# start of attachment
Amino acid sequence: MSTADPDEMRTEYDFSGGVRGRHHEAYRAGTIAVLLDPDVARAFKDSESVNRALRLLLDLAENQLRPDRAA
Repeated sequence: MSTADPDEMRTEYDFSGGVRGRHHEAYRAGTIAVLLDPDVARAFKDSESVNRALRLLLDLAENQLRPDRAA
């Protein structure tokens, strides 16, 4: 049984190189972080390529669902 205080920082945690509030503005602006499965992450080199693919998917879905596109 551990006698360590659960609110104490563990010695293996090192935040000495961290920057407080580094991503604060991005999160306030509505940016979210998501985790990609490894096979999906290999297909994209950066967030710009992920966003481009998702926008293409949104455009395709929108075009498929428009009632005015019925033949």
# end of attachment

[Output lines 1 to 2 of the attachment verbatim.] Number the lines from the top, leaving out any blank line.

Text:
Amino acid sequence: MSTADPDEMRTEYDFSGGVRGRHHEAYRAGTIAVLLDPDVARAFKDSESVNRALRLLLDLAENQLRPDRAA
Repeated sequence: MSTADPDEMRTEYDFSGGVRGRHHEAYRAGTIAVLLDPDVARAFKDSESVNRALRLLLDLAENQLRPDRAA